More sharp pain shoots through me and I don’t know how much longer I can hold this. My eyes are forced wide open in horror and thoughts are loose. I’m in a full-length wetsuit. Where will it go? What will I do with it? Can sharks smell it? Will they head for us? Will it bob about inside my suit and float me to the top? They don’t teach you jobby-buoyancy on the scuba diving courses.
I’m panic-breathing through my remaining air in a blind battle. I try force my wetsuit open, scrambling at my back for the zip. Clawing at my spine it’s a ticking poo-bomb. If only I can poke my pale arse out. Just one cheek would do. Panicked and prepared for exposed skin I’ve lost all balance, almost spinning and nearly upside down when I turn back just in time. Just in time for my arsehole to collapse without pardon.
And the underwater pest is purged from me. It explodes out of me like lava and quite literally fills my boots. The flow is not incipient and is instead quickly all-encompassing. None of it solid. The rest of my body’s stunned in to stillness: I’m painting my body in pollution. Motionless. Stunned in to toxic trauma.
Here arrives the stern realization that every single decision I have ever made has led me here. 15 meters under paradise waters in a wetsuit surely dripping diarrhea. At 26 years old I can’t explain how this has happened. Was it the added sphincter pressure? I suppose it’s never been trained to handle such turmoil 50 feet under. Not much of me has. When did I soil myself last? I’m a grown man for fuck sake. I feel like crying.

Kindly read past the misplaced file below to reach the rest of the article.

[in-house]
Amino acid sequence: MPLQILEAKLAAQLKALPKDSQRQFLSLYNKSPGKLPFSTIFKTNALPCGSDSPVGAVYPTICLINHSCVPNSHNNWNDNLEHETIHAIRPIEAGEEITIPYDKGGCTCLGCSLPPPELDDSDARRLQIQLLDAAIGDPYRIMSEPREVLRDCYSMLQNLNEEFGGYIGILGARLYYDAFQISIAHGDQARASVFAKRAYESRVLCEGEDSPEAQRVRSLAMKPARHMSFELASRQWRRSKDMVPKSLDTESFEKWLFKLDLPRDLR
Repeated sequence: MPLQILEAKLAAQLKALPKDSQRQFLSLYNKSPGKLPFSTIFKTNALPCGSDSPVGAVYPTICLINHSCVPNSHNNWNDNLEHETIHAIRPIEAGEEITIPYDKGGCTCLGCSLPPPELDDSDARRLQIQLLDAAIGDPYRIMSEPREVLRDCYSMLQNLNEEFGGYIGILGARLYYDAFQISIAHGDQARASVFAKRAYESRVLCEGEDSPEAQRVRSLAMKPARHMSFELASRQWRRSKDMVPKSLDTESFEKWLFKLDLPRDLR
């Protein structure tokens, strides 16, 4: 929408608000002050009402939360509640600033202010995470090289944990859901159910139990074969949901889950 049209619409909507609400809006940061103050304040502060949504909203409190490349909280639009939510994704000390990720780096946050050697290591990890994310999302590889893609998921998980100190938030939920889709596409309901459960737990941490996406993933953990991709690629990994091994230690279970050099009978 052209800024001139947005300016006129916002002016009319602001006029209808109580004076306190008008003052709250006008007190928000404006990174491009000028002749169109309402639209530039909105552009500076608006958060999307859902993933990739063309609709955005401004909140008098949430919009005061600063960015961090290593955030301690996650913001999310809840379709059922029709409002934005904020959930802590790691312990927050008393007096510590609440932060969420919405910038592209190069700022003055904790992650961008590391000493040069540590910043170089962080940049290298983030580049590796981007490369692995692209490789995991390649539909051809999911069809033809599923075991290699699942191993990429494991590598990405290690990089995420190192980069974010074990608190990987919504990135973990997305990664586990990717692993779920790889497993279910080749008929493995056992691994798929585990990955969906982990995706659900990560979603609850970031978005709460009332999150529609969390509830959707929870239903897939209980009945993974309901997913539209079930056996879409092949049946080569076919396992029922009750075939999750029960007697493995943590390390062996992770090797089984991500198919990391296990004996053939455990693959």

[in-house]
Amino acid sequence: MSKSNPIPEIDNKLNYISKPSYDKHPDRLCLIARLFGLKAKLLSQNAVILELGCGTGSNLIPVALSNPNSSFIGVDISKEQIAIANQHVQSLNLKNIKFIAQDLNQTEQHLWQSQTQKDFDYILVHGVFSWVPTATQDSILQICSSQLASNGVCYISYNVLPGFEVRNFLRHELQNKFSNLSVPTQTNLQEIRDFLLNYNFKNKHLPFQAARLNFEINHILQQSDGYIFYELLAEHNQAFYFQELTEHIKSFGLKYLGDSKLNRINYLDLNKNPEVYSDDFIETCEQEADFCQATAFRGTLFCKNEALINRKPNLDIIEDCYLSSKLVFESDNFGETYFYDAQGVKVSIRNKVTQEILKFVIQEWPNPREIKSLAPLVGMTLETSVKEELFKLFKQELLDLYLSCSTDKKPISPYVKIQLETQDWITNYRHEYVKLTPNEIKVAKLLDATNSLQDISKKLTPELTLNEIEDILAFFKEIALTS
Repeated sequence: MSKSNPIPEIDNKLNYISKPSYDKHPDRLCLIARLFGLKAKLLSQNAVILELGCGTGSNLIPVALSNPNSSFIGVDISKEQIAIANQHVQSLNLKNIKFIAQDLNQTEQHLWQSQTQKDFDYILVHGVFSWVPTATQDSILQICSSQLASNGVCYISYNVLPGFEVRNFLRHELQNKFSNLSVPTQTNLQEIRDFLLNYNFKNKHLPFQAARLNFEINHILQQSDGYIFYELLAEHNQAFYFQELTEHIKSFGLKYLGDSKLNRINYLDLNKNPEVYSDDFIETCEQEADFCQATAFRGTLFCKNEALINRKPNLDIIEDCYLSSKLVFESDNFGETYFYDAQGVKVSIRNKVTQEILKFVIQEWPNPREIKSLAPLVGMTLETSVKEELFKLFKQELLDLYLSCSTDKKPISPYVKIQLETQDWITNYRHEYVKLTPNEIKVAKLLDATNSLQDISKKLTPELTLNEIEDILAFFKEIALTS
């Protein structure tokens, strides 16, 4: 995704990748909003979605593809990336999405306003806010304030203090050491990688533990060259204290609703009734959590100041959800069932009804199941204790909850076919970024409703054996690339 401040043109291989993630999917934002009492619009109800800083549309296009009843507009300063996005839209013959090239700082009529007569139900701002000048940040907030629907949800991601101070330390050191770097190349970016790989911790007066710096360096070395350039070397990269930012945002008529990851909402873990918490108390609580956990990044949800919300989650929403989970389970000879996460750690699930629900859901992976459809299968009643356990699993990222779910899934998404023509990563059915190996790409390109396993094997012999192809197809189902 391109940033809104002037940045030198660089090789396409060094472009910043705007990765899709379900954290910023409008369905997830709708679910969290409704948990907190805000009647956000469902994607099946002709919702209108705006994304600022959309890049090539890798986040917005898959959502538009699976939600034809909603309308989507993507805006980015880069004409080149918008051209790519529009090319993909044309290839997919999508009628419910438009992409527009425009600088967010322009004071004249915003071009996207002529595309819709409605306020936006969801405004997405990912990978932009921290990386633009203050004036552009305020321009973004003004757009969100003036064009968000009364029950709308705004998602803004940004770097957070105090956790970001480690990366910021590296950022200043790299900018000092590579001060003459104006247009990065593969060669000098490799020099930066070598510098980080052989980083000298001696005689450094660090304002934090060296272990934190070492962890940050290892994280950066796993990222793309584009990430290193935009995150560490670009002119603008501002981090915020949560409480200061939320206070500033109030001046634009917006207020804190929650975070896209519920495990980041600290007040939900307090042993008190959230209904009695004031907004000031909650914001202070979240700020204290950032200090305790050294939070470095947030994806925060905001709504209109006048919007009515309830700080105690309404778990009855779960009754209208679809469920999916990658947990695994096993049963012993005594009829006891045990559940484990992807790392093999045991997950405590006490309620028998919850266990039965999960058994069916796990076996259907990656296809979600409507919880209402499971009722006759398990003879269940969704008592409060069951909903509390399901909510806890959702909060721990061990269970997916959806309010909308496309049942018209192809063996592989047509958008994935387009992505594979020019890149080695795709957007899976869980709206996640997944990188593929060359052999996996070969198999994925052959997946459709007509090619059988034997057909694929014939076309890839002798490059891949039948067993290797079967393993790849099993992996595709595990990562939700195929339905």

Sascha’s incessant and pointing out the resident damselfish. It’s giant and violent. I’m not particularly curious about this fascinating fish for the moment, Sascha. But he keeps pointing and I think through the underwater signals I know. There’s ‘ok’ and ‘look at that turtle’…there’s ‘I have a problem’…what’s the hand symbol for ‘fuck the fuck off and get me to the fucking surface because I’ve sprayed shit through my fucking suit?’ What do they even teach you on the scuba diving courses?
Like a prisoner walking the line I swim behind, sullen and shaken. As we reach the surface Sascha removes his regulator and immediately asks if everything’s ok. I think that he already knows the answer. Unfortunately, it’s not over.
I’ve followed his instructions and quickly swim 20 meters away from the boat. Pulling my soiled wetsuit down I’m in another rabid rush as round two approaches. This one’s more solid. A brief release and then turd-torpedoes blast in my direction like bombs just left ballast. And the smell, my god the smell.
I hope my bum-bangers haven’t traumatized the children watching, their parents scowling. I’ve quite literally sent Mr. Brown off to sea. Emma’s howling. Gentle jobbies appear and kiss the shore, poke their heads above the surface. I find myself using the waves to try bat them away like mosquitos. A semi-submerged, foul-smelling, shit-swatting mess. No appreciation for the toxic pollution in this atmosphere. The brown hour is never a welcome one.